Final Fantasy XIV: A Realm Reborn Review - a wonderful cross-platform MMO worthy of monthly subscription
- Posted September 7th, 2013 at 21:59 EDT by Timothy Nunes
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There are so many addictive and enjoyable gameplay elements in Final Fantasy XIV that WoW-schooled veterans and MMO rookies alike will love. It's been a long time coming, but A Realm Reborn is finally here, and Square Enix makes the most compelling case for subscription-based gaming in almost a decade.
- Vivacious, unparalleled soundtrack
- PC-grade, WoW-competitive MMO on a console
- Jobs, Materia, narrative, gameplay... Incredible
- Visual and technical compromises
- Bland voice acting taints otherwise-stellar audio
Where Rift has rifting and Guild Wars 2 has dynamic world events, Final Fantasy XIV has FATEs, or Full Active Time Events, which are epic side quests that randomly appear all over the vast map. Players can jump in and take part in clearing out massive amounts of enemies, or one particularly impressive enemy, which is a great way to level up your less-used combat Jobs. Simply joining a FATE isn’t good enough, either: meaningful participation is required to reap meaningful reward. Participation is ranked on a traditional bronze, silver, and gold system, and your personal rewards of XP and Gil reflect those ranks. Really, earning a gold rating isn't hard; all you have to do is hit your targets, or turn in several dropped items to the NPC in need, and you’re golden. If your level is above the FATE's level, you can sync to it, bringing your stats down to appropriate numbers while allowing you to take part and receive compensation. As expected, XP and Gil rewards will decrease, but it's an appropriate price for easier-than-normal FATEs.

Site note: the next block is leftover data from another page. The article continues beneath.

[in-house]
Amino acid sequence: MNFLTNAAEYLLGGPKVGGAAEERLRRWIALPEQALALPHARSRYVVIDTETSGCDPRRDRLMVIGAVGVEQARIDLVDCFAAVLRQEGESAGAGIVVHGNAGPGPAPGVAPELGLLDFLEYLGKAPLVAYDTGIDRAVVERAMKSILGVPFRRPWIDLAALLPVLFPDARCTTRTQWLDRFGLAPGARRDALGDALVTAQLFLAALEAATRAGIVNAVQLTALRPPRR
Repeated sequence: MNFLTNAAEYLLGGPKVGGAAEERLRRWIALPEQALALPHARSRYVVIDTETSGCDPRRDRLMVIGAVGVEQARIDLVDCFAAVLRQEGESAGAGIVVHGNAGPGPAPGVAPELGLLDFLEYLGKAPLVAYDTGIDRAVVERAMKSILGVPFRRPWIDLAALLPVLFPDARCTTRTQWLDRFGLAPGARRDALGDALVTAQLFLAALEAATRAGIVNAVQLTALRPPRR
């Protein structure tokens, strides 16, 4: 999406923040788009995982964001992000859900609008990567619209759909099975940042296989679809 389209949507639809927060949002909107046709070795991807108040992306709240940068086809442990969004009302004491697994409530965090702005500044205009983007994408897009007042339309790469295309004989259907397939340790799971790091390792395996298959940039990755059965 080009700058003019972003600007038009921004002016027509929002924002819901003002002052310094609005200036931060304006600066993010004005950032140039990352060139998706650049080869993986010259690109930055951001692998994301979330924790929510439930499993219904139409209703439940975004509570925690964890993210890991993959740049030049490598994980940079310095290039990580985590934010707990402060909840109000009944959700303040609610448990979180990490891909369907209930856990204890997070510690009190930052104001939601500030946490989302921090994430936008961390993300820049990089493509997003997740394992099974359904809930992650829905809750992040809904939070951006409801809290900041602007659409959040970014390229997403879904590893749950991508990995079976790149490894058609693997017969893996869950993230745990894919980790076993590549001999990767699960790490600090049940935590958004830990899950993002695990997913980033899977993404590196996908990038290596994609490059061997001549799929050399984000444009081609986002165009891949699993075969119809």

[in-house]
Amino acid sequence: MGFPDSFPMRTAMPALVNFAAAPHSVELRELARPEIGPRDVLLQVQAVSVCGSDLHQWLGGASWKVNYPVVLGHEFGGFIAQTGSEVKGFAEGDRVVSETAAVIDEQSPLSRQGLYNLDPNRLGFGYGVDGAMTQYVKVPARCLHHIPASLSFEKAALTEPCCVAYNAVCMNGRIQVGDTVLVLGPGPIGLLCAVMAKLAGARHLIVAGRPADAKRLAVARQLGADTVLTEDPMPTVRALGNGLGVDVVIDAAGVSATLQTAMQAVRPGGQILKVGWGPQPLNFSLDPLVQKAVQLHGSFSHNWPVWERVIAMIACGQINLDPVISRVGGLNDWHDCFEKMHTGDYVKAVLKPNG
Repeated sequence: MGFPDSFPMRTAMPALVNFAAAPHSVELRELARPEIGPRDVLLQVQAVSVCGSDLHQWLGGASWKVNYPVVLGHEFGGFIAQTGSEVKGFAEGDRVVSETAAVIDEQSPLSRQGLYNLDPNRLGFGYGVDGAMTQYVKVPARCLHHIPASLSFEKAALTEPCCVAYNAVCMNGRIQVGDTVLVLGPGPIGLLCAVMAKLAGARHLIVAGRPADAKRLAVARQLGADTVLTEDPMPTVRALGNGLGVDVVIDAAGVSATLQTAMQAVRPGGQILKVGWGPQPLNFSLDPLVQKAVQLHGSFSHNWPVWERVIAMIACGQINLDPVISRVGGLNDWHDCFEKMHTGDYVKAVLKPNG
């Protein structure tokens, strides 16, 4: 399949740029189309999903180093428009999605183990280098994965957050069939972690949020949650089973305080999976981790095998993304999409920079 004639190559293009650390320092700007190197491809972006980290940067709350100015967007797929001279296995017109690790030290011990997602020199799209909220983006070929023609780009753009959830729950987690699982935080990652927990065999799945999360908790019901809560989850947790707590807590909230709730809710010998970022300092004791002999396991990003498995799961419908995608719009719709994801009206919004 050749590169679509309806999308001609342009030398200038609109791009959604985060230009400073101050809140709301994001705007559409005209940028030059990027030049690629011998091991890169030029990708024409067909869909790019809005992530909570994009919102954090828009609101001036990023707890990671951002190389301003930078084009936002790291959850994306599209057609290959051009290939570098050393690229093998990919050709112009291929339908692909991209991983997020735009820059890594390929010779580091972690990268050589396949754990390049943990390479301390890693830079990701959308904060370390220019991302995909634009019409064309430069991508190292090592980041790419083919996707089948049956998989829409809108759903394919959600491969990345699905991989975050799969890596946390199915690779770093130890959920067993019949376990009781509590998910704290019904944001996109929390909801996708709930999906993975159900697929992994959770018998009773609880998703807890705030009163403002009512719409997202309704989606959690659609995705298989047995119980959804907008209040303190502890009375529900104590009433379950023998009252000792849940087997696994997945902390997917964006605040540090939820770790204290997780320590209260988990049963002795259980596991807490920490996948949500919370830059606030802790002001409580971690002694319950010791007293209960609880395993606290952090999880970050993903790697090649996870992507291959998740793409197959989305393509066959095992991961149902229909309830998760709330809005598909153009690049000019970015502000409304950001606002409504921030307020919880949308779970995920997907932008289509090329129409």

In a nod to past series installments, Final Fantasy XIV revolves around crystals, but it does so in a way beyond story association: crystal serve as transportation. Alongside an airship that goes between the three major cities and the option to ride Chocobos wherever you go, you can also spend a little Gil and teleport to and from Aethereytes to which you've attuned yourself. After you acclimate to the teleportation system, you may never want to look at another game's Hearthstone equivalent again.
Materia offer another nostalgic turn. These elements, while utilized in the much-maligned Version 1.0, have a special place in A Realm Reborn with a very interesting customization angle. Materia can be equipped to your gear to increase stats, much like socketing in World of Warcraft, but the best part about materia is that they're created by using your gear in battle. That's right; your old gear now has a purpose outside of resale or vending. As indicated in the character stat menu, a bar next to each piece of equipped gear indicates how in-tune with that gear your character is. When the bar fills from extended use, you can turn your gear into materia. The ability to do this comes from a quest outside of the main story chain, but, if you're like me and you can't let a quest go untouched, you won't have any trouble finding it. The quest isn't too far off the beaten story path, either, so most everyone will discover this interesting and nostalgic twist to gear upgrades in short order.
Meanwhile, Levequests are Final Fantasy XIV's equivalent to repeatable quests, an MMO staple: pick up the quest, run to the quest area, and start the familiar action. When you initiate them from the quest menu, mobs and events related to Levequests will appear and stay in place until you complete the quest or die. What’s different from most MMOs in regards to repeatable quests is that Levequests can have customizable difficulty on a scale of zero to four. Generally, if the Levequest is the same level as your Job, having the difficulty at 1 makes the quest pretty challenging. So, you can complete Levequests with a lower level than your Job level and increase their difficulty for Gil and XP bonuses that matter, or you can take on higher-level Levequests and decrease their difficulty.